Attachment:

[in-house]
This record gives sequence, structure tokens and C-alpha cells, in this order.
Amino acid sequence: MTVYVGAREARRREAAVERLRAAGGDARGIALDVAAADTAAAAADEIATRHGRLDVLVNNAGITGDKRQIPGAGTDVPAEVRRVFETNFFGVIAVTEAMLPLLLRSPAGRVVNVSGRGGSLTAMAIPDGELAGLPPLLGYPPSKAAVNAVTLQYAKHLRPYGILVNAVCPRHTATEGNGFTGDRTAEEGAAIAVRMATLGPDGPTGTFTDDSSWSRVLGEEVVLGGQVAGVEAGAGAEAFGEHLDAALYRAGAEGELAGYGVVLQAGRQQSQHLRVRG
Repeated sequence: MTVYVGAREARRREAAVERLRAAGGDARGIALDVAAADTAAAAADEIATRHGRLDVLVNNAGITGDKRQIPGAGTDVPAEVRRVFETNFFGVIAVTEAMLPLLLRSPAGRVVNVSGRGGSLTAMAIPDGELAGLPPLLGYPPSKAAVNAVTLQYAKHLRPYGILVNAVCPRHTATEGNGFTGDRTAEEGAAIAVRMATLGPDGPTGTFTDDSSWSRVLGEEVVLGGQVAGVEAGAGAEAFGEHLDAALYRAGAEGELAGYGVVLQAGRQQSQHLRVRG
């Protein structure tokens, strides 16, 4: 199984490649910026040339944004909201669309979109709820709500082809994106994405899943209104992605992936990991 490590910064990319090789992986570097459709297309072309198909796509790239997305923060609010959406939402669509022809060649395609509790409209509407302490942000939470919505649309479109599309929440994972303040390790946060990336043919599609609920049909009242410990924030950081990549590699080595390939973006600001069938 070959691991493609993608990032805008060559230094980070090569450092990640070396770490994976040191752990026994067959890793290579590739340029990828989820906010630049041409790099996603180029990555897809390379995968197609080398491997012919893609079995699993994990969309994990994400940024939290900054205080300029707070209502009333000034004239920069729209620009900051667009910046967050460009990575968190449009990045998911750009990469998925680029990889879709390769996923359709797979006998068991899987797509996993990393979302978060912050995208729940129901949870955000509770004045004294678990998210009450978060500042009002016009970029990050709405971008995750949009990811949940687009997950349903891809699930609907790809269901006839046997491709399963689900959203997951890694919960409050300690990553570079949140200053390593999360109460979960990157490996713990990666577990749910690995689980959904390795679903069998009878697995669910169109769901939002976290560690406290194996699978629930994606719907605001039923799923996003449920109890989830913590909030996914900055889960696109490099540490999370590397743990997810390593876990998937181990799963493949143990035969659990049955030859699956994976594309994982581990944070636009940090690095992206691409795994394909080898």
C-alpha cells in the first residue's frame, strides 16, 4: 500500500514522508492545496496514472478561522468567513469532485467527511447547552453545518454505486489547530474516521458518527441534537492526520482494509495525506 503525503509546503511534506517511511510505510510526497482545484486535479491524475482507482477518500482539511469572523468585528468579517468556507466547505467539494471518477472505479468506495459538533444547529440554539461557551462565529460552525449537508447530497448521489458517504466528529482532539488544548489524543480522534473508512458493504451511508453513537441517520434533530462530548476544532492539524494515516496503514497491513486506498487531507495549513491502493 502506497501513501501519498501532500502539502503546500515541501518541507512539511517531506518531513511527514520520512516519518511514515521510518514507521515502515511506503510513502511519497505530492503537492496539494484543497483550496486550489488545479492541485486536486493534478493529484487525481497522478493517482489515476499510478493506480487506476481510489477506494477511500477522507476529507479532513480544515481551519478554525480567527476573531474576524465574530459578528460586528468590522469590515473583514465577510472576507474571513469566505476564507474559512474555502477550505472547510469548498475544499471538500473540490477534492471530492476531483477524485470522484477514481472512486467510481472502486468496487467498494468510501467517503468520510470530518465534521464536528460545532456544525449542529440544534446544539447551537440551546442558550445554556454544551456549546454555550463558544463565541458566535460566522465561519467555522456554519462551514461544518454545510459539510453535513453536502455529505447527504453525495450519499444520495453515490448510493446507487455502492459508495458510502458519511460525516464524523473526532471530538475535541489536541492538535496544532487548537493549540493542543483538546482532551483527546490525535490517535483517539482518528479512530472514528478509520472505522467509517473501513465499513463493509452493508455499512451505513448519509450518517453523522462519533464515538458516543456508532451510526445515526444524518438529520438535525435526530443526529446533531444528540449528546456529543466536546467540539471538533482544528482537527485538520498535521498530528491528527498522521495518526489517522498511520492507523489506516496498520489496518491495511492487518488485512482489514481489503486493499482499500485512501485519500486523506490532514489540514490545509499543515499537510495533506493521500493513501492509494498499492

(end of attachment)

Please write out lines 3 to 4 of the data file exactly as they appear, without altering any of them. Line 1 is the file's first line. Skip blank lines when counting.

Amino acid sequence: MTVYVGAREARRREAAVERLRAAGGDARGIALDVAAADTAAAAADEIATRHGRLDVLVNNAGITGDKRQIPGAGTDVPAEVRRVFETNFFGVIAVTEAMLPLLLRSPAGRVVNVSGRGGSLTAMAIPDGELAGLPPLLGYPPSKAAVNAVTLQYAKHLRPYGILVNAVCPRHTATEGNGFTGDRTAEEGAAIAVRMATLGPDGPTGTFTDDSSWSRVLGEEVVLGGQVAGVEAGAGAEAFGEHLDAALYRAGAEGELAGYGVVLQAGRQQSQHLRVRG
Repeated sequence: MTVYVGAREARRREAAVERLRAAGGDARGIALDVAAADTAAAAADEIATRHGRLDVLVNNAGITGDKRQIPGAGTDVPAEVRRVFETNFFGVIAVTEAMLPLLLRSPAGRVVNVSGRGGSLTAMAIPDGELAGLPPLLGYPPSKAAVNAVTLQYAKHLRPYGILVNAVCPRHTATEGNGFTGDRTAEEGAAIAVRMATLGPDGPTGTFTDDSSWSRVLGEEVVLGGQVAGVEAGAGAEAFGEHLDAALYRAGAEGELAGYGVVLQAGRQQSQHLRVRG